January 4th, 2007
|11:33 am - The Talkie T train has been drinking; my necktie is asleep|
Many of our T trains feature automated station announcements; we've called them "Talkie T" ever since they came out in the late 90s. It's all computerized and you might think it would be easy to keep running smoothly, but sometimes Talkie T gets tired of saying the same things and decides to do a little improvisation of its own. Here are some of the station stops and announcements my Red Line train just made around 10:45 this morning:
Now I've heard the misplaced station announcements before, like the day when every station was Mattapan, but I've never heard the segmented vocal pieces stitch together a train destination announcement and a "change here for..." announcement. But you know, we were on a Braintree-bound train and Braintree has commuter rail connections, so technically Talkie T wasn't lying. Maybe it didn't realize that.
- Davisporter (would be a great band name but someone kind of beat Talkie T to it in a roundabout way.)
- Porter SqUmass
- Davis-Savin Hi-JFK/UMass (We had pulled into Charles for that one.)
- The destination of this train is for the commuter rail.
I think Toronto's new trains are going to be talkie trains. We already have some talkie buses. They also have a little display panel that shows the name of the next stop in bright amber letters.
I suspect, however, that the drivers who don't bother to call the stops when the bus is packed to the gills and the windows are too muddy to see out of will also forget to turn on the notification system. I've already ridden a few equipped buses who aren't talking and whose display panels just read 'System Paused'.
At first the only problems I ever noticed were trains announcing stops either ahead or behind the one they were approaching. So I figured their list of stops was stored as an array, and as the trains pass a sensor on their trips, the Talkie Computer is instructed to increment that array pointer by one and announce the next stop. Heck, depending on the direction of travel, you could use just one array and increase or decrease the pointer as necessary, but that would be efficient and useful.
In the case of a short run, then, (say an outbound train has to turn around at Harvard and head back inbound, or something) you'd expect they'd put in a way to reset that pointer or at least adjust it correctly, but that kind of useful option seems to have eluded the designers. Either that or the conductors just don't bother to do it.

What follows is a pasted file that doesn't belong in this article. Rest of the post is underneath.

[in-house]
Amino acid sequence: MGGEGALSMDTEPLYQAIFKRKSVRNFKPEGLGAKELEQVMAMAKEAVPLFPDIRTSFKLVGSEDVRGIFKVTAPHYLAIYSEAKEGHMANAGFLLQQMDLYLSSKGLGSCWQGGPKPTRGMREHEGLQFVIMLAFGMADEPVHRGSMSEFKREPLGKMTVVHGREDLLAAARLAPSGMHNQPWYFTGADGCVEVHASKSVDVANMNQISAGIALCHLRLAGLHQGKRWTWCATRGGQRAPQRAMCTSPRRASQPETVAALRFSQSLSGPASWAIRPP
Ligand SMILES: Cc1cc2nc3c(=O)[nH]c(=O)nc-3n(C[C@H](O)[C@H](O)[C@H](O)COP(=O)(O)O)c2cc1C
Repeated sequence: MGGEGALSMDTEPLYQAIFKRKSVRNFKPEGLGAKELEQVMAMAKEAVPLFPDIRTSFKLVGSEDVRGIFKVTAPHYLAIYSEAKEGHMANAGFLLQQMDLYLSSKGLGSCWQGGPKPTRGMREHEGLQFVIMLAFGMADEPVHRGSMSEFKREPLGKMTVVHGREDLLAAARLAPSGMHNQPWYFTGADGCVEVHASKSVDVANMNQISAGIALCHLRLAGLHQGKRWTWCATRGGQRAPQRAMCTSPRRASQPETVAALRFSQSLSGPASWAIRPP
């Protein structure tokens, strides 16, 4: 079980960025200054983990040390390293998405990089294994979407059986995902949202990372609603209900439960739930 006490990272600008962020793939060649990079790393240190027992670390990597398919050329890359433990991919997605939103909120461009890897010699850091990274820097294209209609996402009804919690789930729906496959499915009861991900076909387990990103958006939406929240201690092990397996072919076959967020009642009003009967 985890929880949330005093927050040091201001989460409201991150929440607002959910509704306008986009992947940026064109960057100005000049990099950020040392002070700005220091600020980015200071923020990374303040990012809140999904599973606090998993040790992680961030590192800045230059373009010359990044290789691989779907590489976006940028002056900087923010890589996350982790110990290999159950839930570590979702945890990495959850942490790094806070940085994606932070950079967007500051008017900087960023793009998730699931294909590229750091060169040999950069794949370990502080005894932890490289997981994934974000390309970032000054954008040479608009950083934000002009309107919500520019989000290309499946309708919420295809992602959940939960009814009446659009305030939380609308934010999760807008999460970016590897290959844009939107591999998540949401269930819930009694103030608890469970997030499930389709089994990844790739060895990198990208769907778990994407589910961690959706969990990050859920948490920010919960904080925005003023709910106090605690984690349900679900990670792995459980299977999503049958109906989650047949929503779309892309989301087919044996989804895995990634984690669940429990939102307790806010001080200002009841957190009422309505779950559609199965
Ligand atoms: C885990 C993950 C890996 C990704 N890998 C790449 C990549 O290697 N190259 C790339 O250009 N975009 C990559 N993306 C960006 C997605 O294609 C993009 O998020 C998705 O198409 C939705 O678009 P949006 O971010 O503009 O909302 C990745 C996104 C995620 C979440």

This new rash of crazy-ass announcements doesn't appear to be related to any ordered list of stops. It appears to be a program deciding to just mish-mosh-mashemup all the vocal pieces ("Next Stop:", "The destination of this train is", "Change here for", etc.) But ... why?!
I always thought the computer word salad was caused by the engineer trying to reboot the system somehow. The whole Porter*hic*Davis*hic*change here*hic* sounds like someone fast forwarding through the list to get to where it's supposed to be.
I am probably wrong though.
Porterdavis is actually pretty good. I discovered CDbaby.com because of the signs Porterdavis put up near Davis.
I will listen for Drunky T.
Considering the group got its start busking on the T, it's quite appropriate! And I remember those signs, too.
I always have a near heart attack when I get on the T in the morning and it says, "The destination of this train is... ALEWIFE." And I'm all, "I know I do this every day and all, but shit! I got on the wrong train! Shit! Shit!" and then we get to Porter Square and I'm like, "Ah."
I love the name Alewife. And Mattapan.
In fact, it's my opinion that the T is the only non-London metro system on which Mornington Crescent can reasonably be played.
Porter Square is kinda squamous, now that I think about it.
The 'every station was Mattapan' bit is indicative of you channelling an american Douglas Adams, I think. It must be so.